If no TopSearch3 winner is found, TopSearch4 is conducted. During 20 TopSearch4, the Top Search algorithm considers the SegSearch2 results for segment cp_top. If a winner was found for the segment, then this segment location forms the least significant bits of the overall winner. The segment containing cp (cp_top) forms the most significant bits of the overall winner and the overall search is complete. If no TopSearch4 winner is found then the overall search is complete with no winner found.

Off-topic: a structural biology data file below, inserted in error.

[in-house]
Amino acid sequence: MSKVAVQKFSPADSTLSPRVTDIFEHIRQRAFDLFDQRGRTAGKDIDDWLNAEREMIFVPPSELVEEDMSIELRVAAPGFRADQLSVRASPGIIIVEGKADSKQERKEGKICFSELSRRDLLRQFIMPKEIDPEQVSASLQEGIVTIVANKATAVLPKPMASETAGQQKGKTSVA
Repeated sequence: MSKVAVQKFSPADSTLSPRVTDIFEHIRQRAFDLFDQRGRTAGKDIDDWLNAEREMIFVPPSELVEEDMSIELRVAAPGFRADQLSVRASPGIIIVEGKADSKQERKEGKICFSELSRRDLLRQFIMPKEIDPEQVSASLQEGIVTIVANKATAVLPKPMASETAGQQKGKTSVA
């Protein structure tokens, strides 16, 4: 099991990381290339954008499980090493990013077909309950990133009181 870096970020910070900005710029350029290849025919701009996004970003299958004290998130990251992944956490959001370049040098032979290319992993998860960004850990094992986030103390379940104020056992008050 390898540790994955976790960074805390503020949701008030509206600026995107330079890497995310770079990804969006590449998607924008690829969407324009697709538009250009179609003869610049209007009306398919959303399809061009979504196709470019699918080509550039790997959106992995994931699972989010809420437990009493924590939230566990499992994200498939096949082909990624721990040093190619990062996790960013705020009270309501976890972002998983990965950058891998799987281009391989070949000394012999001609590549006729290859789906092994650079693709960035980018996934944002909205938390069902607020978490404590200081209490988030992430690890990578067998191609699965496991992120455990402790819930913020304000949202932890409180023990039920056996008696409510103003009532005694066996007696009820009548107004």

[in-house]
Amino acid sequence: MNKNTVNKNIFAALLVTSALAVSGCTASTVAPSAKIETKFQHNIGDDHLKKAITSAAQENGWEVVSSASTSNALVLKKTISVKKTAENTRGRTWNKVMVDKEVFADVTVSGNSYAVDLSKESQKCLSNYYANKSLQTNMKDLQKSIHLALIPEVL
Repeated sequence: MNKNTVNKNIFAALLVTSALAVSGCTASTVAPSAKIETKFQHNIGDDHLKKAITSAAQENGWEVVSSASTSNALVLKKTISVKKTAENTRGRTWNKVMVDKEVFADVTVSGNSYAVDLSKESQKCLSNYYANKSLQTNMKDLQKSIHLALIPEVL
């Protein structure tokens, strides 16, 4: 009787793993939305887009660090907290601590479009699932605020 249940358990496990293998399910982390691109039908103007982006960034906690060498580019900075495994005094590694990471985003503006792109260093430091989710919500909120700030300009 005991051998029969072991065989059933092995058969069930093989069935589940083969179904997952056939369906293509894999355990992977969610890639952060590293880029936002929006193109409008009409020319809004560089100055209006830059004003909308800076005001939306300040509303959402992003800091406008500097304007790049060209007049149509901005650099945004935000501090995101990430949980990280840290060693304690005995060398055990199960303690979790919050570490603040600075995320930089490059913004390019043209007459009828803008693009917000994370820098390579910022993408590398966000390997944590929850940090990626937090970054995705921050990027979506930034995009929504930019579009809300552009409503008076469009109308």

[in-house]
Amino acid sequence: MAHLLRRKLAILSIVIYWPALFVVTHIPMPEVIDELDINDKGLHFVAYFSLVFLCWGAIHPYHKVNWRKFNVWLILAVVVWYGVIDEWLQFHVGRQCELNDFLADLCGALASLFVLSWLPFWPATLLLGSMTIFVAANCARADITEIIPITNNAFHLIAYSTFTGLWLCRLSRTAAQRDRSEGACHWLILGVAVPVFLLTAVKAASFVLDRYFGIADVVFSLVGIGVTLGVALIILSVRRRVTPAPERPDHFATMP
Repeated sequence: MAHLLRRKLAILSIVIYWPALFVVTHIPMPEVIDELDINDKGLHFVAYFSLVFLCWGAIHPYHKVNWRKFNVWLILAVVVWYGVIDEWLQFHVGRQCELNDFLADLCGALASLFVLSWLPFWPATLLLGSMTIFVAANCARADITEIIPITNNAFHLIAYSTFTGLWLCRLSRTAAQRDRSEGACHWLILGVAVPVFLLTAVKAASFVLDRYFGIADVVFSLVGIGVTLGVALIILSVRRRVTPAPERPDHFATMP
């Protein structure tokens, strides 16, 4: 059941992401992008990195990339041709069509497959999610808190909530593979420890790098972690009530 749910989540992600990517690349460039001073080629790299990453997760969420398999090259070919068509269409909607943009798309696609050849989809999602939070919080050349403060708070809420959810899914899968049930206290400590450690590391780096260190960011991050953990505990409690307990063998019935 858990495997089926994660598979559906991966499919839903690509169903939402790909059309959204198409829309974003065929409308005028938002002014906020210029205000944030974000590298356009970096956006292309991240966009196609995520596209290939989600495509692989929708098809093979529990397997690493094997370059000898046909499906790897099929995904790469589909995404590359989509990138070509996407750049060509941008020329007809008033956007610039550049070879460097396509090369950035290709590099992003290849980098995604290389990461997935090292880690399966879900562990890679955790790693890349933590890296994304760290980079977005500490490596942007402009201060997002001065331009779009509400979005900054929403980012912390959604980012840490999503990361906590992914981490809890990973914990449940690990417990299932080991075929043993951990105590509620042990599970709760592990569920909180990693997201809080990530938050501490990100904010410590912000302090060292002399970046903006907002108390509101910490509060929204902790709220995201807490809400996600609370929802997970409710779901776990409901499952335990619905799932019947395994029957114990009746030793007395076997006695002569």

FIG. 13 shows a flowchart of the algorithm for generating the Top Search. This algorithm can be used by one skilled in the art to build the logic that goes into Top Search Engine and the search logic 50 to do the Top Search. The algorithm begins in block 100 and ends in block 138. In particular, in block 100 the algorithm begins and descends into block 102. A variable (seg(i)) is initialized to the largest (topmost) segment value, as shown in block 102. Decision block 104, which checks for a SegSearch1 winner is entered. If the answer to block 104 is yes, then a winner has It, been found, and the search is complete. The segment winning location is the SegSearch1 winning location for segment seg(i), which forms the least significant bits of the winner, as indicated in block 106, and the winning segment is seg(i), which forms the most significant bits of the winner. The formula for the winning location in decimal is given in block 108. If the answer to block 104 is no, then block 110, which sets the value of another variable (sego)) to the value of one greater than the highest (topmost) segment. Decision block 112, which checks to see if we have incremented beyond the topmost segment is then entered. If the answer to decision block 112 is no, then we enter decision block 132, which checks for a SegSearch3 winner for segment seg(j). If the answer to block 132 is yes, then a winner has been found, and the search is complete. The segment winning location is the SegSearch3 winning location for segment seg(j), which forms the least significant bits of the winner, as indicated in block 134, and the winning segment is sego), which forms the most significant bits of the winner. Block 136 shows the formula for the winning location (decimal value). If the answer to block 132 is no, then block 130, which increments seg(j), is entered. Decision block 112 is then reentered.